Home Improvement 101

Home improvement refers to any type of remodeling or renovation project that enhances the value and livability of a residential building. This can include but is not limited to remodeling and repairing kitchens, bathrooms, bedrooms, and other living areas; adding a deck or patio; installing a new roof; painting, wallpapering, or replacing carpet; and removing mold and mildew. It can also include building fences, driveways, and walkways; and constructing and repairing detached garages, sheds, and fences.

Home improvements are one of the main ways that homeowners upgrade their homes, and they can provide a great return on investment. However, before beginning a home improvement project, it is important to plan the work carefully and set a budget for the project. This will help ensure that the project is completed within a reasonable amount of time and does not exceed the homeowner’s budget.

A homeowner can make a number of different home improvements, and many projects can be done with DIY tools and supplies. Many homeowners also hire a professional contractor to complete larger or more complicated home improvement projects. It is important to do your research before hiring a contractor for a home improvement project, as some contractors have a reputation for poor customer service and may not be licensed or insured.

Some projects, such as a kitchen or bathroom renovation, can be quite expensive and require specialized knowledge. It is recommended that you consult with a home improvement expert to discuss your ideas and options before you begin a project. A home improvement expert can provide you with information about the project and its cost, as well as suggest potential changes that could save you money in the long run.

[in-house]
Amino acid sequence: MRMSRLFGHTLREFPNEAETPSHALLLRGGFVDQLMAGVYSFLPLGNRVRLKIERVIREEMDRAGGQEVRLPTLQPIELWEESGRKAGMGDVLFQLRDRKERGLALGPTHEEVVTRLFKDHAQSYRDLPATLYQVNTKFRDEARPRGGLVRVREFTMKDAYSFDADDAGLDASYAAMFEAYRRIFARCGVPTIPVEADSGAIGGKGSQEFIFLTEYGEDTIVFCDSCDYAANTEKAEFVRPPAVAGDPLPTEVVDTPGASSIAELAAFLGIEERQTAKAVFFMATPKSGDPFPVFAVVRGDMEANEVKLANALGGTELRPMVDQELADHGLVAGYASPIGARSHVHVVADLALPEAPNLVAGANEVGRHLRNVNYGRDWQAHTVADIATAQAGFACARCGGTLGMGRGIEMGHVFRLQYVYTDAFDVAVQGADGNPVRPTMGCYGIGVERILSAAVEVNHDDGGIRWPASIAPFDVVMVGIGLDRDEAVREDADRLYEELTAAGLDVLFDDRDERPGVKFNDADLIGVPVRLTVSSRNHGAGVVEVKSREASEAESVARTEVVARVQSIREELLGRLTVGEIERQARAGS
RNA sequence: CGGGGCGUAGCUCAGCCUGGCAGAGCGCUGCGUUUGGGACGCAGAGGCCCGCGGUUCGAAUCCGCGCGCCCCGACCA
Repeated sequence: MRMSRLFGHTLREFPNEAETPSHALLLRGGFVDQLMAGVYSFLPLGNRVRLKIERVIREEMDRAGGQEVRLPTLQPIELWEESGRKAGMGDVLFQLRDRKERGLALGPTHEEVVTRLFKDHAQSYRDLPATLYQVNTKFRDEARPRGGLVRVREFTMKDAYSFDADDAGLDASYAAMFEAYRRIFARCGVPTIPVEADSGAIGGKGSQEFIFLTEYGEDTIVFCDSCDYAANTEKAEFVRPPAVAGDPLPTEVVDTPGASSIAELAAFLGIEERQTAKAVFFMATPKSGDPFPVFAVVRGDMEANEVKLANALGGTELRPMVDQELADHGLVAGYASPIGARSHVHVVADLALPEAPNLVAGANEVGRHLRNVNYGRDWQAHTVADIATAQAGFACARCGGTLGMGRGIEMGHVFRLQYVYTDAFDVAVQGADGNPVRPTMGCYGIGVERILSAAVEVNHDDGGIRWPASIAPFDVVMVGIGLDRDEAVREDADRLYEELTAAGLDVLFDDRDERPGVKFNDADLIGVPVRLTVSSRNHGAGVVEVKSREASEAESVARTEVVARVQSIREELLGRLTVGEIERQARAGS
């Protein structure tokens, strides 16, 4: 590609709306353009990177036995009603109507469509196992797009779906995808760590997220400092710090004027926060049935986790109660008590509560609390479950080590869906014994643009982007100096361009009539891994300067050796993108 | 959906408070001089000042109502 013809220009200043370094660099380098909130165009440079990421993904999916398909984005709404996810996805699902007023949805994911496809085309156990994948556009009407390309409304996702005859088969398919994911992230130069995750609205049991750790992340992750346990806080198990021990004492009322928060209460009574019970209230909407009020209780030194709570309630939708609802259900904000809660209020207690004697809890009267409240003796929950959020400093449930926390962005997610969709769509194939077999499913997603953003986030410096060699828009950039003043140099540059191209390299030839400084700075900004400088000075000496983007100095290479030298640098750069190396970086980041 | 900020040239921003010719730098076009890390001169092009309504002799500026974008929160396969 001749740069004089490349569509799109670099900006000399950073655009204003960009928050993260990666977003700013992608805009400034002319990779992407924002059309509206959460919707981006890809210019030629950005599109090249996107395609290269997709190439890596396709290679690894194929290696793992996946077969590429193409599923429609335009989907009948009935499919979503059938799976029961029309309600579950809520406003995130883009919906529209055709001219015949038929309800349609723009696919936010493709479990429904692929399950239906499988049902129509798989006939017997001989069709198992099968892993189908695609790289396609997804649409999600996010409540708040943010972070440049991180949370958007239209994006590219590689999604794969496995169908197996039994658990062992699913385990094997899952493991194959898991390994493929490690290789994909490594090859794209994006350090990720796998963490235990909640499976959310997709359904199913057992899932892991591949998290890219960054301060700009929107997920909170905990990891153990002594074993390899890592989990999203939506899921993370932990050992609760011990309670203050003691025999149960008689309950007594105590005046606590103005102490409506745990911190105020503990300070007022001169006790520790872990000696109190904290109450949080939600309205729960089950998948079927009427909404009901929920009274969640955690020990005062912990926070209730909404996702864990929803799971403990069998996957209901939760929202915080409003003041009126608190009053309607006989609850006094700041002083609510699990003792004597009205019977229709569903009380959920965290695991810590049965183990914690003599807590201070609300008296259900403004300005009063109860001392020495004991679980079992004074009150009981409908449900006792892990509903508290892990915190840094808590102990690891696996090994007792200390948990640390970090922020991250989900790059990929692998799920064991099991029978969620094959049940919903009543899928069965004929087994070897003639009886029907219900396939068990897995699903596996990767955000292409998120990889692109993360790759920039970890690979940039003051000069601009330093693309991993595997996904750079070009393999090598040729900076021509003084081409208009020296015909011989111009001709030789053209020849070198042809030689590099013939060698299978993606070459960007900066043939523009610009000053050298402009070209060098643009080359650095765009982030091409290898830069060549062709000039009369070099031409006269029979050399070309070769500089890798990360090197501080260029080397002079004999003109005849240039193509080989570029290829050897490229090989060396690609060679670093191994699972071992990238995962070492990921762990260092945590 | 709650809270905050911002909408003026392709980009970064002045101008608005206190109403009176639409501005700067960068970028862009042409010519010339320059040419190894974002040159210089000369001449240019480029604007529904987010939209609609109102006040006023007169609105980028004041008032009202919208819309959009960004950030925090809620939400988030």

The pandemic prompted an uptick in home renovations, with 3 in 5 homeowners having undertaken at least one project since the start of the pandemic. According to a NerdWallet survey, these projects cost homeowners $6,438, on average. Early in the pandemic, a majority of these projects were kitchen or bath upgrades; other popular renovations included security systems and insulation installations.

But as homeowners return to their daily routines, these improvements are slowing down. The nation’s two largest home improvement retailers say shoppers are shifting from major remodels to cheaper, do-it-yourself fixes like tub-to-shower conversions and shower curtains.

Other factors are likely at play, including a continuing labor shortage and rising costs for materials and energy. The National Association of Realtors (NAR) predicts that major home renovation spending will hit a peak this year and begin to decline in 2024. That said, many homeowners will still have projects on their to-do list — especially those who want to sell their homes in the near future.